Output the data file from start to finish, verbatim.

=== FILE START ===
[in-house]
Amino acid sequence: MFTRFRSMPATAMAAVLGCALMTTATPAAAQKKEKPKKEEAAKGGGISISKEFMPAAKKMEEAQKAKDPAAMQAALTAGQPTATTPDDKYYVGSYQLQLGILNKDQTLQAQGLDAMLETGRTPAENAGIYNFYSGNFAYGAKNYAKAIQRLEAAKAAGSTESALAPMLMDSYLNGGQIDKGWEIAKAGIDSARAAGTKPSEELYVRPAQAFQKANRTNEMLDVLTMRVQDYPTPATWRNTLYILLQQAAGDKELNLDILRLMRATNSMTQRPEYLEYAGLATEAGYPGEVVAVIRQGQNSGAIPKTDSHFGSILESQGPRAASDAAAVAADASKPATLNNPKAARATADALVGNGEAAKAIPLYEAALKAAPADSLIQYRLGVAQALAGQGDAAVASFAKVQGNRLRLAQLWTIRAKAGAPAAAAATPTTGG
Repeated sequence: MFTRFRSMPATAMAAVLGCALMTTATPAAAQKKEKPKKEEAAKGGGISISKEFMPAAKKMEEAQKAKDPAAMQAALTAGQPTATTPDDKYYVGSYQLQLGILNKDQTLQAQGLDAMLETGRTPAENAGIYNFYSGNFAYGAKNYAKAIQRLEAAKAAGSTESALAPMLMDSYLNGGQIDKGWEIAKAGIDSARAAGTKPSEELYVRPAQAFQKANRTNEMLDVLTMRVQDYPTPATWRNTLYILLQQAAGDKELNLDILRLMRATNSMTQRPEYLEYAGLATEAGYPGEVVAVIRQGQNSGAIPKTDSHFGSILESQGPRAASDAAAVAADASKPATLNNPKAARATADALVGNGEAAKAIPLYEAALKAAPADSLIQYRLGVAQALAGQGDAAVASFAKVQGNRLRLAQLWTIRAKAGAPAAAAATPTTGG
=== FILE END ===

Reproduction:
[in-house]
Amino acid sequence: MFTRFRSMPATAMAAVLGCALMTTATPAAAQKKEKPKKEEAAKGGGISISKEFMPAAKKMEEAQKAKDPAAMQAALTAGQPTATTPDDKYYVGSYQLQLGILNKDQTLQAQGLDAMLETGRTPAENAGIYNFYSGNFAYGAKNYAKAIQRLEAAKAAGSTESALAPMLMDSYLNGGQIDKGWEIAKAGIDSARAAGTKPSEELYVRPAQAFQKANRTNEMLDVLTMRVQDYPTPATWRNTLYILLQQAAGDKELNLDILRLMRATNSMTQRPEYLEYAGLATEAGYPGEVVAVIRQGQNSGAIPKTDSHFGSILESQGPRAASDAAAVAADASKPATLNNPKAARATADALVGNGEAAKAIPLYEAALKAAPADSLIQYRLGVAQALAGQGDAAVASFAKVQGNRLRLAQLWTIRAKAGAPAAAAATPTTGG
Repeated sequence: MFTRFRSMPATAMAAVLGCALMTTATPAAAQKKEKPKKEEAAKGGGISISKEFMPAAKKMEEAQKAKDPAAMQAALTAGQPTATTPDDKYYVGSYQLQLGILNKDQTLQAQGLDAMLETGRTPAENAGIYNFYSGNFAYGAKNYAKAIQRLEAAKAAGSTESALAPMLMDSYLNGGQIDKGWEIAKAGIDSARAAGTKPSEELYVRPAQAFQKANRTNEMLDVLTMRVQDYPTPATWRNTLYILLQQAAGDKELNLDILRLMRATNSMTQRPEYLEYAGLATEAGYPGEVVAVIRQGQNSGAIPKTDSHFGSILESQGPRAASDAAAVAADASKPATLNNPKAARATADALVGNGEAAKAIPLYEAALKAAPADSLIQYRLGVAQALAGQGDAAVASFAKVQGNRLRLAQLWTIRAKAGAPAAAAATPTTGG